Both asteroids may pass Earth today by a small margin, NASA says; Check size, speed and more

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To find, track and monitor asteroids, NASA has many technological marvels. The NEOWISE telescope, the Atacama Large Millimeter/Submillimeter Array (ALMA), PANS-STARRS1 and the Catalina Sky Survey are some of the space and ground-based telescopes and satellites used by the space agency. Since there is historical precedent for asteroids impacting Earth and causing tremendous damage, it is imperative that we keep an eye on them for any potential impact scenarios. NASA has now revealed that two asteroids will make their closest approach to Earth today, April 4.

Also Read: 10 breathtaking snapshots of the nebula captured by NASA

Asteroid 2021 FD1: Details

The first asteroid to pass Earth today was identified by NASA's Object Studies, or CNEOS, as Asteroid 2021 FD1. It is expected to pass the Earth at a distance of only 897,000 km. According to NASA, it is traveling at a speed of 31854 kilometers per hour in its orbit, which is much faster than an Intercontinental Ballistic Missile (ICBM)!

In terms of size, feet wide, asteroid 2021 FD1 is 52 feet wide, almost as big as a house. It belongs to the Apollo group of near-Earth asteroids, which are space rocks that pass by Earth with major partial axes than Earth. These asteroids are named after the massive 1862 Apollo asteroid discovered by German astronomer Carl Reinmuth in the 1930s.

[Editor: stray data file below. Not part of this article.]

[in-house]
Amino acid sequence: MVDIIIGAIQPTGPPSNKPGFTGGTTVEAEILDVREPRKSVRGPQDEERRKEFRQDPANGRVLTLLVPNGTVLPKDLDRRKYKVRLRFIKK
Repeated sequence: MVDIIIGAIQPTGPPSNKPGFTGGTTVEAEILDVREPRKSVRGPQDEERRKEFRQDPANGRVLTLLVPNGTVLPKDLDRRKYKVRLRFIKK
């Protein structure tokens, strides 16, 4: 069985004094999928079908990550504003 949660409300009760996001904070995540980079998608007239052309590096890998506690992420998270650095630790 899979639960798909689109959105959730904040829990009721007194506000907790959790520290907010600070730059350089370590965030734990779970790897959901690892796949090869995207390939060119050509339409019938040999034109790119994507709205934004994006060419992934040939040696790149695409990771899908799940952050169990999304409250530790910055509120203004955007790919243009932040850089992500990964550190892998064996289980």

Also Read: James Webb Space Telescope – 10 Amazing Astronomy Pictures

Asteroid 2023 GC2: Details

The second asteroid to pass Earth is designated Asteroid 2023 GC2. On its closest approach today, it comes as close as 3.3 million kilometers to Earth and is orbiting at a speed of 20464 kilometers per hour.

In terms of size, Asteroid 2023 GC2 is smaller than Asteroid 2021 FD1, measuring just 38 feet across, roughly the size of a bus. NASA says the asteroid belongs to the Aten group of asteroids, which are near-Earth asteroids (NEAs) smaller than Earth that pass by Earth. American astronomer Eleanor Hellin discovered 2062 Aten and named it the first asteroid of its kind at the Palomar Observatory on January 7, 1976.

Also Read: What are asteroids and how is ESA tracking them?

It is important to note that although both asteroids are classified as near-Earth asteroids because of their close travel distance, they are unlikely to impact the planet.

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